Sheri Byrne-Haber is a prominent global subject matter expert in the fields of disability and accessibility in business and educational settings. She is best known for launching digital accessibility programs at multiple Fortune 200 companies, including McDonald’s, Albertsons, and VMware, as well as consulting on government accessibility.
Sheri’s award-winning Medium blog summarizes legal cases and issues facing people implementing accessibility programs, with over 300,000 readers since its launch.
Sheri is a frequent panelist and speaker at accessibility-related conferences and an active member of several accessibility committees and non-profits, helping drive and communicate the evolution of accessibility standards. She’s the author of “Giving a Damn about Accessibility,” which is a free download.
How did you get your start in accessibility?
As of 2012, I had spent eight years as an attorney who had been fighting for the rights of people who were deaf. My cases were primarily against health insurers and school districts. I won a significant case against one of the largest health insurers in the country, and all the other health insurers began to fold.
I had gotten into advocating for the deaf because my daughter is deaf. I felt very fortunate that I was a lawyer, and English was my native language. Otherwise, she could have had a very different outcome.
Once my caseload began to dwindle, I began to look at what I could do with my degrees in computer science, law, and business. Accessibility seemed to be the best career choice that combined my educational background with my passion for creating equitable environments for people with disabilities.
I had spent eight years as an attorney who had been fighting for the rights of people who were deaf. My cases were primarily against health insurers and school districts. I won a significant case against one of the largest health insurers in the country, and all the other health insurers began to fold.
What are your most popular articles on Medium? What are your thoughts on why they resonated with so many?
My most popular articles fall into one of two categories:
- Articles that explain accessibility legal cases and their implications in English like this one on the Domino’s case or this one on the Eyebob’s case.
- Articles that provide designers with clear-cut instructions on what they need to do and not to do to create accessible designs like this article on designing in dark mode.
You have worked on kiosks and digital wayfinding accessibility. What was different about making sure they provide an accessible experience?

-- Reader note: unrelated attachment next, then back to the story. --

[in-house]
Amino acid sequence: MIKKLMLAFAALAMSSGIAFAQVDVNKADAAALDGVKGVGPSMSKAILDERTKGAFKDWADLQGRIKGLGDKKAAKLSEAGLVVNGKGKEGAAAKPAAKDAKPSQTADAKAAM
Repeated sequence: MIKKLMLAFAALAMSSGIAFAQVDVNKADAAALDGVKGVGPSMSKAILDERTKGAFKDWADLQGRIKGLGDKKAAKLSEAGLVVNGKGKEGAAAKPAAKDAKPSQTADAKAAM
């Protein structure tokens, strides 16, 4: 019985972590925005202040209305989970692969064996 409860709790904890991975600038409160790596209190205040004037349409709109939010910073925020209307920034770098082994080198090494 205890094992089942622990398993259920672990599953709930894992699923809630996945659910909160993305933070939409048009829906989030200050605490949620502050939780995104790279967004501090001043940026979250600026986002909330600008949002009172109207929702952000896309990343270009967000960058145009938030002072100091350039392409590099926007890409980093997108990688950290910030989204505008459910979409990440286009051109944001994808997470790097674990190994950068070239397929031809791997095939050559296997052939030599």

Kiosks and digital wayfinding are an interesting challenge because it combines both physical accessibility and digital accessibility in an environment with a lot of background noise where you can’t always access human support. In the beginning, we thought headphones and keyboard jacks would be sufficient and people with disabilities could bring your own assistive technology (BYOAT).
Then we discovered that you could buy a device on eBay for $50 that went into the keyboard jack port and could fry an $80,000 kiosk. After that option was eliminated, screen readers became the only option. Alternatively, equivalent accessible apps work well also.
How does your legal background help you in your accessibility work?
Every day I use my legal background. Some examples of that include:
- Interpreting or drafting new regulatory language.
- Helping people write contract clauses that include accessible deliverables.
- Assimilating vast amounts of information and synthesizing it.
- Writing clear blogs and summaries.
We hear you’re an archery pro. Can you tell us about that?
The Thanksgiving before the pandemic started, the design system and accessibility teams got together for an indoor archery event. I really loved archery when I was a kid, and I went out and bought a compound bow the following weekend.
I was terrible at first, I sometimes missed the target entirely, and only had enough upper body strength to do maybe 30 arrows at 20 lbs before I got tired and had to stop. I got a coach who knew a lot about kinesiology, and she helped me adapt my shot to work around my spinal curvature.
I have a range at my house and practice almost every day. Recently, I won the California State Seniors archery championship for my type of bow and age group. In my last competition, I shot 142 arrows at 43 lbs draw weight.
What is an accessibility barrier you would like to see solved?
I would like to see captions required for every single conferencing tool and turned on automatically without having to request it from the meeting owner. Associated with that, I would also like to see an open-source pronunciation dictionary where technical terms and non-English pronunciations can be added.
We don’t have a single screen reader or captioning system that I am aware of that provides real-time captions or announces indigenous languages. That is truly shameful. Humans are intersectional beings. If you eliminate the disability barrier without removing other marginalized identity barriers, you are still failing from the perspective of the person with a multiply-marginalized identity.